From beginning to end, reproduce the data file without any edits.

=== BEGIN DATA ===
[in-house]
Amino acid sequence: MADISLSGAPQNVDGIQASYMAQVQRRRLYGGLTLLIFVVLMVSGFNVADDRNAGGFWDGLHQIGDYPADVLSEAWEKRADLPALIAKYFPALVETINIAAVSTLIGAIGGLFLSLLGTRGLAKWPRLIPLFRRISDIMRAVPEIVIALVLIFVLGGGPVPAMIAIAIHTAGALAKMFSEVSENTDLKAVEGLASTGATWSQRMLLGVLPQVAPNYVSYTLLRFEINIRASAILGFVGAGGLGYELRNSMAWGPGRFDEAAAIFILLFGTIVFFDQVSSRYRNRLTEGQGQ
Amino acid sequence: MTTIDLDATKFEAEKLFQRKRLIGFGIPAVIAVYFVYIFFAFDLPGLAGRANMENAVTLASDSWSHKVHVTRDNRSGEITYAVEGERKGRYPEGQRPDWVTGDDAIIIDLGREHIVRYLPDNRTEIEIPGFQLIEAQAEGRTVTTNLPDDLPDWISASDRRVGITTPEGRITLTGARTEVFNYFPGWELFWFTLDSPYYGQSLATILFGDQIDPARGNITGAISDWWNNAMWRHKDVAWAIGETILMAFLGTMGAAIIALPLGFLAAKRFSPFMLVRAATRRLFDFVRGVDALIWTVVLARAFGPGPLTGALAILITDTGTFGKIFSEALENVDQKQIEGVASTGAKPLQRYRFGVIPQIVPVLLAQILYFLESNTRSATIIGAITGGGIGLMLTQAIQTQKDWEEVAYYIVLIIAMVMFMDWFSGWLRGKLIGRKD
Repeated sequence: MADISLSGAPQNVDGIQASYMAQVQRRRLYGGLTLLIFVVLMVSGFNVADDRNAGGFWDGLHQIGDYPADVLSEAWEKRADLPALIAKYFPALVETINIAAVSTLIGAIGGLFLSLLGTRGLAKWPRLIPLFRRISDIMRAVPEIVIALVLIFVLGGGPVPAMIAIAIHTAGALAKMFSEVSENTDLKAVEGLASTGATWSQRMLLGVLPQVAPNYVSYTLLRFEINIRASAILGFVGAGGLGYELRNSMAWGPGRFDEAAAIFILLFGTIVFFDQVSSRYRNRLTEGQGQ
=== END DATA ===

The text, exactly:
[in-house]
Amino acid sequence: MADISLSGAPQNVDGIQASYMAQVQRRRLYGGLTLLIFVVLMVSGFNVADDRNAGGFWDGLHQIGDYPADVLSEAWEKRADLPALIAKYFPALVETINIAAVSTLIGAIGGLFLSLLGTRGLAKWPRLIPLFRRISDIMRAVPEIVIALVLIFVLGGGPVPAMIAIAIHTAGALAKMFSEVSENTDLKAVEGLASTGATWSQRMLLGVLPQVAPNYVSYTLLRFEINIRASAILGFVGAGGLGYELRNSMAWGPGRFDEAAAIFILLFGTIVFFDQVSSRYRNRLTEGQGQ
Amino acid sequence: MTTIDLDATKFEAEKLFQRKRLIGFGIPAVIAVYFVYIFFAFDLPGLAGRANMENAVTLASDSWSHKVHVTRDNRSGEITYAVEGERKGRYPEGQRPDWVTGDDAIIIDLGREHIVRYLPDNRTEIEIPGFQLIEAQAEGRTVTTNLPDDLPDWISASDRRVGITTPEGRITLTGARTEVFNYFPGWELFWFTLDSPYYGQSLATILFGDQIDPARGNITGAISDWWNNAMWRHKDVAWAIGETILMAFLGTMGAAIIALPLGFLAAKRFSPFMLVRAATRRLFDFVRGVDALIWTVVLARAFGPGPLTGALAILITDTGTFGKIFSEALENVDQKQIEGVASTGAKPLQRYRFGVIPQIVPVLLAQILYFLESNTRSATIIGAITGGGIGLMLTQAIQTQKDWEEVAYYIVLIIAMVMFMDWFSGWLRGKLIGRKD
Repeated sequence: MADISLSGAPQNVDGIQASYMAQVQRRRLYGGLTLLIFVVLMVSGFNVADDRNAGGFWDGLHQIGDYPADVLSEAWEKRADLPALIAKYFPALVETINIAAVSTLIGAIGGLFLSLLGTRGLAKWPRLIPLFRRISDIMRAVPEIVIALVLIFVLGGGPVPAMIAIAIHTAGALAKMFSEVSENTDLKAVEGLASTGATWSQRMLLGVLPQVAPNYVSYTLLRFEINIRASAILGFVGAGGLGYELRNSMAWGPGRFDEAAAIFILLFGTIVFFDQVSSRYRNRLTEGQGQ